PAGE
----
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Tag Archives: medicine

A posture trainer works, if you want it to

In our line of work, everywhere is an office. Particularly at trade shows and other big events, you can find Engadget editors writing stories in hotel lobbies, the back of cabs or anywhere there's a power outlet. I'm no more consistent at home. Somet...

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Biomedical startup AesculaTech is creating a new, more patient-friendly drug delivery system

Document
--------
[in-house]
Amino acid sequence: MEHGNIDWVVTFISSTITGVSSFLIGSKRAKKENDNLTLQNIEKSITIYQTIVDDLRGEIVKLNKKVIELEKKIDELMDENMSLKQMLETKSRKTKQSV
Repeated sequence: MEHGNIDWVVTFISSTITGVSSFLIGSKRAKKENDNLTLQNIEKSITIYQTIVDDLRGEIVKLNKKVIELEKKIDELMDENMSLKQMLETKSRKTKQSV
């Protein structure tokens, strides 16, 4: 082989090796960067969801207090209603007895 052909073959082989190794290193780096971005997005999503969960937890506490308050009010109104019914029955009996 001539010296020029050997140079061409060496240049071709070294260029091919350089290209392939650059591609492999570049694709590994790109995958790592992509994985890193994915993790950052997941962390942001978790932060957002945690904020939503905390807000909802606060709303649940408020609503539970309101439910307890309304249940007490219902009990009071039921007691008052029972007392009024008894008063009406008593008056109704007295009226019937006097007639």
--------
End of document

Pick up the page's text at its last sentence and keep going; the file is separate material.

“Reverse chocolate” — that’s how AesculaTech co-founder and chief science officer Niki Bayat describes the material created by its proprietary technology. Chocolate is solid until heated, when it melts deliciously into liquid. AesculaTech’s material, on the other hand, is a liquid at low temperatures, turns into a gel when heated and then reaches its final, solid state at body temperature. (If you are having a hard time visualizing the process or are distracted by thoughts of dessert, there’s a gif below that shows it being injected into a 37 degree Celsius water bath). By changing the composition of the material, AesculaTech is able to control the temperature at which it transitions into different states. While the liquid is transforming into a gel, different compounds, including medications, can be added to it. Bayat and co-founder Andrew Bartynski, who are in Y Combinator’s latest startup batch, say it has a wide range of potential applications, including pharmaceuticals, medical devices, cosmetics and textiles. First, the material is being used in a treatment for dry eye syndrome. AesculaTech’s founders say the condition affects more than 20 million people in America, who collectively spend $3.5 billion a year treating symptoms that can include a burning, scratchy sensation, discharge and impaired vision. Prescription treatments like Restasis and Xiidra can take weeks or even months to reach full effectiveness, while over-the-counter eye drops bring only minutes of relief and need to be reapplied constantly. AesculaTech’s treatment, however, is designed to be administered by a doctor during a quick, in-office procedure and last for about a year. It is slated to be commercially available by 2019.

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